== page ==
“Grandfather! Grandfather! There is a bird in the house! Come quick!” Ginny ran yelling to where her grandfather had been peacefully ‘resting his eyes’ after spending the earlier morning hours working at his crossword puzzle.
“What?!? What is it Ginny, is your grandmother alright?” he said half-leaping out of his recliner before his bones remembered their age and slowed down his progress.
Frustrated that her grandfather didn’t immediately understand the obvious emergency of a bird being in the house, Ginny let out a loud huff like she had seen her mother do countless times in similar situations, and grabbing her grandfather’s hand, led him towards the kitchen-and the bird. “Grandmother is fine, she’s in the garden, but grandfather there is a bird in the kitchen!” she exclaimed for what must have been the 800th time.
Arriving in the kitchen, the twosome spotted the bird in question, a little house wren, who was perched happy-as-you-can-be on top of the sugar canister. Smiling at the small creature, who was currently engaged at investigating the floral pattern of the metal container where it was sitting, Ginny’s grandfather laughed, “Well, would you look at that? Must have flown in through the open French doors there…”
Outraged at her grandfather’s flippant behavior, Ginny stared wide-eyed up at him, “It’s not funny, grandfather! We have got to help him!”
“Okay, lil bit. What would you suggest we do?” her grandfather responded calmly, trying not to chuckle at his granddaughter’s earnest concern.
“Well, I have a plan, see?” Pulling out a page from her coloring book that she had stuffed in her pink corduroy pants pocket, Ginny flattened it out to reveal a quickly-executed sketch in purple crayon. “This is me here and this is you-,” she said pointing to one small stick figure (with a pink bow) and a larger stick figure. “Here I am making a million paper airplanes. You’re helping too. Then when we are done, it should only take like fifteen minutes ‘cause they are super easy, we will throw all of them through the door and outside. The bird will see all of the planes flying out through the door and he will follow them- I think he doesn’t know he can fly out that way,” she finished, obviously very proud of her plan.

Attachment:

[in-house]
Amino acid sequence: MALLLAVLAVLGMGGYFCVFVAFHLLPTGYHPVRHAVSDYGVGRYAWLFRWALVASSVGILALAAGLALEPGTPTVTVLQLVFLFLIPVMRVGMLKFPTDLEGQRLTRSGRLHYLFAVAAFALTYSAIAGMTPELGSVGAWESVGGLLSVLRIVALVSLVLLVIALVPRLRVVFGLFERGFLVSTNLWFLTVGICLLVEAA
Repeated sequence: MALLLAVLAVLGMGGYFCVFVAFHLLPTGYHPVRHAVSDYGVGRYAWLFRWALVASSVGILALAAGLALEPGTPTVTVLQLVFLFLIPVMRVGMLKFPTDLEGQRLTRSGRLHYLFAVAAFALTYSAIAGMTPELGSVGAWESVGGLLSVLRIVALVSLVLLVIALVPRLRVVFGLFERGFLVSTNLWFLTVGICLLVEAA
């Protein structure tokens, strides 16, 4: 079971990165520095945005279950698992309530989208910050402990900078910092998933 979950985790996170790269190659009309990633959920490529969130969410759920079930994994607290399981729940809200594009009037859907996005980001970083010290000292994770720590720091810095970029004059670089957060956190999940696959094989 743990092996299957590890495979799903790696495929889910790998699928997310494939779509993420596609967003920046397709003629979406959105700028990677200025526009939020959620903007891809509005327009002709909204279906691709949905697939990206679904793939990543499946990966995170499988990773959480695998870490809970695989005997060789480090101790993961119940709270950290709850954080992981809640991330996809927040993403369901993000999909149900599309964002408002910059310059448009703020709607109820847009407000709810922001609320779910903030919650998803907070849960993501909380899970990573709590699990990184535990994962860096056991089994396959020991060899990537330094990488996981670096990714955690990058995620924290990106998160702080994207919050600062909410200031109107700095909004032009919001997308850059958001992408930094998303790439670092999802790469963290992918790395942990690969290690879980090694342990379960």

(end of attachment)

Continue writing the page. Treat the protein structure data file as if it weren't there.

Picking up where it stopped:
“Of course if that doesn’t work I can always make a net or a bird-catching robot,” Ginny continued with a little less enthusiasm.
Smiling at her creativity, Ginny’s grandfather stroked his whiskers in feigned thoughtfulness before saying, “Why don’t we wait and see what he does on his own?”
Outraged all over again at his passive attitude towards the poor trapped bird, Ginny crossed her arms in disapproval, how could they just do nothing?!? She couldn’t understand it but decided to stay quiet and do as her grandfather had instructed.
For several minutes they both watched as the wren hopped about and twitched its head. Then, when Ginny didn’t think she could stand there another moment without trying to help the poor bird, something amazing happened. Cocking its head in their direction briefly, the house wren let out a loud CHIRP! Before flying from its perch on the sugar jar and out through the open doors.
“Grandfather! It worked! You’re a genius! How did you do that?” Ginny couldn’t believe what she had just witnessed.
“Sometimes you just gotta sit back and let things work themselves out,” her grandfather said cheerfully.
Staring at him thoughtfully, Ginny was silent for a few minutes before replying, “Let’s go play outer space and rocketman!”
The Not So Fantastic Reality:
The above story was inspired by the following tidbits I encountered today:
ONE: After another crappy Monday, I arrived home with my best intention to do absolutely nothing constructive for as long as I could manage. My pity-party was quickly interrupted, however, when a dainty little house wren decided to fly inside and flit about my kitchen. I always panic a bit when a bird flies inside (we keep our back doors open all year long when we’re home) and immediately feel the need to rush to its assistance and help it find its way back outside. Thankfully, I am smart enough to resist this urge and quietly wait while the little guy investigates for a few minutes before deciding there was no easy meal to be had and flies out the way he came in. On days like today where I have to ‘sit by’ and watch things happen on a scale that I have no control over but nevertheless could greatly impact the job I do, it does me good to remember, sometimes the best thing you can do is just sit back and watch the events unfold on their own. And sometimes, it’s best to say ‘screw it’ and just make a cheesecake.
TWO: I got two new pairs of cords today, and wearing them always makes me feel like a kid. I especially like the sound they make anytime you walk really fast… I feel like a cartoon.
Love & Squirrels.